UK & World News
Kenya: UK And US Helping Probe Of Mall
Experts from countries including the UK, the US and Israel are helping Kenyan authorities as the forensic investigation into the Nairobi mall massacre begins.
The death toll, currently at 67, is expected to rise as bodies are retrieved from beneath the rubble of three collapsed floors.
Specialists from Canada and Germany are also helping gather evidence and reconstruct what happened when militants from the Somalia-based al Shabaab group stormed the shopping centre on Saturday.
Explosives experts and sniffer dogs are also searching for booby traps in the wreckage.
Newly-released pictures show a gaping hole in the mall's roof and mounds of rubble.
The devastation was caused after soldiers fired rocket-propelled grenades and knocked out a support column, a Kenyan government official, speaking anonymously, told the AP news agency.
The official said soldiers fired to distract a sniper so that hostages could be evacuated.
Kenyan Interior Minister Joseph Ole Lenku said that a "forensic audit" - including fingerprinting, DNA testing and ballistic examination - was taking place at the mall and was expected to last at least seven days.
Sporadic gunfire could still be heard on Wednesday as Kenyan troops continued to move through the building.
"During sanitisation, once you take control of the place, if you go to a room where you haven't visited before you shoot first to make sure you aren't walking into an ambush," said government spokesman Manoah Esipisu.
"But there hasn't been any gunfire from the terrorists for more than 36 hours."
Al Shabaab has claimed the damage to the building was caused when security forces carried out "a demolition" during the raid, burying 137 hostages in rubble - an allegation strongly denied by the government.
The group also called on Kenya to pull its troops out of neighbouring Somalia or "face more bloodshed".
According to the AP news agency, it also said that foreigners were a "legitimate target" and confirmed that gunmen had tried to let Muslims go free.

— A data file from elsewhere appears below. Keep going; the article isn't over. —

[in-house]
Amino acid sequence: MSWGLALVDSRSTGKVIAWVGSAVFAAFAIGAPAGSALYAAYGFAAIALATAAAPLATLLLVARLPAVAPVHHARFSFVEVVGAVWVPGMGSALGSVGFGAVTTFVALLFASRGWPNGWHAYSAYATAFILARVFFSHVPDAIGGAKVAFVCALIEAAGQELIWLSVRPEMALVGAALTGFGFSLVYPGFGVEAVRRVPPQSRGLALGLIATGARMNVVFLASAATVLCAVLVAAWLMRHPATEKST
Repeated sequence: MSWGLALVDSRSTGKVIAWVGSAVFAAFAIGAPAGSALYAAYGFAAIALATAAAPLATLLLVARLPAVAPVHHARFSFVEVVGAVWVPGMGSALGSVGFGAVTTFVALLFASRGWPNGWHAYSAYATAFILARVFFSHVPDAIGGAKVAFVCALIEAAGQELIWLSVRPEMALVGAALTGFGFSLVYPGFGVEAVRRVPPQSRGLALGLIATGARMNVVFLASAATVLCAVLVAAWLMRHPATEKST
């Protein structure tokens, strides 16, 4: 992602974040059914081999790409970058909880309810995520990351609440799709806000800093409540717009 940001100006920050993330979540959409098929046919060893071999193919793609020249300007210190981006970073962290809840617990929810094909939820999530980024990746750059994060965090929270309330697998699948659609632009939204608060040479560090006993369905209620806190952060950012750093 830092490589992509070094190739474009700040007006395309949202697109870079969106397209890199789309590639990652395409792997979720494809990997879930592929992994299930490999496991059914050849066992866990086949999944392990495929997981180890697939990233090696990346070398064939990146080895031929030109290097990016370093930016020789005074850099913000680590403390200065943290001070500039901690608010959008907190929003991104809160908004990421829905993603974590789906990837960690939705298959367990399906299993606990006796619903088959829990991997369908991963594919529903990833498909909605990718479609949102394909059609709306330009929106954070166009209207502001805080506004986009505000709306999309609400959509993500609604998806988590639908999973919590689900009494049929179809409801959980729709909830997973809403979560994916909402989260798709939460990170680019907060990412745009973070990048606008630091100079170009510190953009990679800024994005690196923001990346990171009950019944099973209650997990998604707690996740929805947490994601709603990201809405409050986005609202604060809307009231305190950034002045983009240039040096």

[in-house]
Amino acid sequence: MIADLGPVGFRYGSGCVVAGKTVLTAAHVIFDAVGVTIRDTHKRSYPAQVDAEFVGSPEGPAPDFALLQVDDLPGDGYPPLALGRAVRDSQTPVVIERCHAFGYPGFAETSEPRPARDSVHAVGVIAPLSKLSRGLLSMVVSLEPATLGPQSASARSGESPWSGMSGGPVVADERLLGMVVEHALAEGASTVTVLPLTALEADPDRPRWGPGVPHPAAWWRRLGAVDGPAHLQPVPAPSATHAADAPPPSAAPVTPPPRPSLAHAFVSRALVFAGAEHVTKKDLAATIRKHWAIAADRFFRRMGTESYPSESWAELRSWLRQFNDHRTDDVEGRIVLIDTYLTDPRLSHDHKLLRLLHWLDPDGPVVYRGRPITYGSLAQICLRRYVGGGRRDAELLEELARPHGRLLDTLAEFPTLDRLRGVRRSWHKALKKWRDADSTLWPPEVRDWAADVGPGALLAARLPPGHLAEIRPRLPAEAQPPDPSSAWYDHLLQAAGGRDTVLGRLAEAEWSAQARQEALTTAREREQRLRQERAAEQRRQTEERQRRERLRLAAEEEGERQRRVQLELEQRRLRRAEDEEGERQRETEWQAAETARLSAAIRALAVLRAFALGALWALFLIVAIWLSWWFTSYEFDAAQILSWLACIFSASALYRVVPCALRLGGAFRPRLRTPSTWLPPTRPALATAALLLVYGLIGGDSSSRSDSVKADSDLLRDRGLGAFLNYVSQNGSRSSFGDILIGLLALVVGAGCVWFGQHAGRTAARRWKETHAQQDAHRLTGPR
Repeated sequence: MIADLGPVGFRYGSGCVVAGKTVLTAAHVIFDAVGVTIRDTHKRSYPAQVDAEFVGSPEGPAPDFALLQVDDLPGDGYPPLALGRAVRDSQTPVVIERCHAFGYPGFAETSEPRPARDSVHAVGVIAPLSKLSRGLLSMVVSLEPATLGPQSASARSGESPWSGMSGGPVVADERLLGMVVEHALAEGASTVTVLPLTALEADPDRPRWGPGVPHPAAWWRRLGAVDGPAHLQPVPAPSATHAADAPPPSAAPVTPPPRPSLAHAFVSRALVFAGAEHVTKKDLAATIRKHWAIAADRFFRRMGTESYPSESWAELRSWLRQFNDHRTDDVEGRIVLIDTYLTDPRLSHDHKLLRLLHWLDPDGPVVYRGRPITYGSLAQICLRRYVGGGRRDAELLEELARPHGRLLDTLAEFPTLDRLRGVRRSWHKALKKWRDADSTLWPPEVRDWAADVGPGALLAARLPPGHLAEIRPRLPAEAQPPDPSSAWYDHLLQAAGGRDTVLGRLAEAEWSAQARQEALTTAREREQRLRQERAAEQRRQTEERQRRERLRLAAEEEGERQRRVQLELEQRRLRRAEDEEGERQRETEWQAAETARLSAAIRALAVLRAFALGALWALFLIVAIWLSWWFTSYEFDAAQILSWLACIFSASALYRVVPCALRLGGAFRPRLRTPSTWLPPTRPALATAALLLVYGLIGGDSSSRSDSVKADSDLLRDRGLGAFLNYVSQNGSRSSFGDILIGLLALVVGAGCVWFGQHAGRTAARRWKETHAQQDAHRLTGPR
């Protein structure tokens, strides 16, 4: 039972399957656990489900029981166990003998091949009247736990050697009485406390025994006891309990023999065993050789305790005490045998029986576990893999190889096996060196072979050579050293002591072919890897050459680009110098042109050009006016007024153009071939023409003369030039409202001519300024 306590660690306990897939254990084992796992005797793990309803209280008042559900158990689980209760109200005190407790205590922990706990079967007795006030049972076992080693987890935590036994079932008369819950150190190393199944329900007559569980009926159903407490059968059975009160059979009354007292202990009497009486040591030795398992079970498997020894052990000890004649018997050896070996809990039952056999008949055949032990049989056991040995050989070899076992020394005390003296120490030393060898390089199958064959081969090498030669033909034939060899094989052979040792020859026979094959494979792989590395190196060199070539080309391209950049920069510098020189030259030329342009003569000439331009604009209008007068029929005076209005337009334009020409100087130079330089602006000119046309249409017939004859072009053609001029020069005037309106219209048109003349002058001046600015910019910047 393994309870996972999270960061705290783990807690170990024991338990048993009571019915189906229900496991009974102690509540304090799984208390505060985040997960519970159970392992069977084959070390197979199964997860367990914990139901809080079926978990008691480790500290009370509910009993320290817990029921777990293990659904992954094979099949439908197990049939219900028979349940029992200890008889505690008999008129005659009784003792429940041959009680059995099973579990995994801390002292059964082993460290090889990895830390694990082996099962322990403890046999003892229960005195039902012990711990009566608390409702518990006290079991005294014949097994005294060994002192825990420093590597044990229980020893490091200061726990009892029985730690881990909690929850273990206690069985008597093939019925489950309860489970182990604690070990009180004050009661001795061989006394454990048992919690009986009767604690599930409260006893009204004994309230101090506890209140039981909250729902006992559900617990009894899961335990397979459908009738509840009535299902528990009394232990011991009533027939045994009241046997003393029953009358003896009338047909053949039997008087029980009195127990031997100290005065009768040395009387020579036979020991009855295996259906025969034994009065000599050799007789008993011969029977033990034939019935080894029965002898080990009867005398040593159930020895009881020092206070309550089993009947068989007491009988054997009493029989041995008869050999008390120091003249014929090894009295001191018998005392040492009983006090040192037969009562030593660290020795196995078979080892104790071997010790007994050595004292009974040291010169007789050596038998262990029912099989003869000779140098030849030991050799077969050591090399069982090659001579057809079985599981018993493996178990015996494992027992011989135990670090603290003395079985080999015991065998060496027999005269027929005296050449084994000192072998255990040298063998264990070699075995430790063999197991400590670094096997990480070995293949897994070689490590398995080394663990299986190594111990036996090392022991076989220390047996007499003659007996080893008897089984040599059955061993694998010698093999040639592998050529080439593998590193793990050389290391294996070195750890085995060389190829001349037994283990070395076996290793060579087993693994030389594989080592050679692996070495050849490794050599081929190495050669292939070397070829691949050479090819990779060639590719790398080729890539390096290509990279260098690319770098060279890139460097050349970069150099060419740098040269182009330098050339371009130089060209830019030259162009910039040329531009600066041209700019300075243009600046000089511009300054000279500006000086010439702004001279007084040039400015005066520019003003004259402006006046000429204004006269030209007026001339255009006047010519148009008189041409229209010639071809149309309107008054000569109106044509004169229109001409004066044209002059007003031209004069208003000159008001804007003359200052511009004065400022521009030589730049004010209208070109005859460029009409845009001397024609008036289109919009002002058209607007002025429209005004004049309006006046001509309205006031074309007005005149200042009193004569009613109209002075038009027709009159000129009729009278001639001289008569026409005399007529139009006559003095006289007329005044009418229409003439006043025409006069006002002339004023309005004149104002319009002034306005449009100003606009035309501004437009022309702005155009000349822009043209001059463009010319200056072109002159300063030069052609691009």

In an email a spokesman reportedly said: "The Mujahideen carried out a meticulous vetting process at the mall and have taken every possible precaution to separate the Muslims from the Kuffar (disbelievers) before carrying out their attack."
At least 18 foreigners were killed as terrorists marched into the four-storey mall at midday on Saturday, shooting shoppers with machine guns and tossing grenades.
Six Britons - including an eight-year-old girl - are confirmed to be among them, but Defence Secretary Philip Hammond has warned there may be further British victims.
Work to establish the identities of the terrorists is under way - including whether one of them was a British woman.
Al Shabaab has denied a female was involved, but some Kenyan officials have suggested intelligence was received that at least one Briton and up to three Americans were with the attackers.
US Attorney General Eric Holder has said there is so far no verification that any Americans were involved.
Five attackers were killed during the siege and 10 suspects arrested on Sunday are being interrogated.
Sky News' Stuart Ramsay, in Nairobi, said at least five of those being held are understood to have been part of the initial attack group which sprayed bullets and then escaped the mall.
The rest are said to be part of the "support team".
He described how some of those in custody allegedly fled the scene by pretending to be members of the public and mixing in with people being evacuated.
"Multiple witnesses have said they saw gunmen put down weapons, change clothes and leave with ? people being guided out," Sky's Ramsay said.
"We know of one gentlemen who went to the police and said 'that man was involved in the shooting' - but he was ushered on."
He also described how the attackers positioned a sniper to repel soldiers as they attempted to enter the mall during the first day of the siege.
Kenya has begun three days of mourning for the victims of the attack.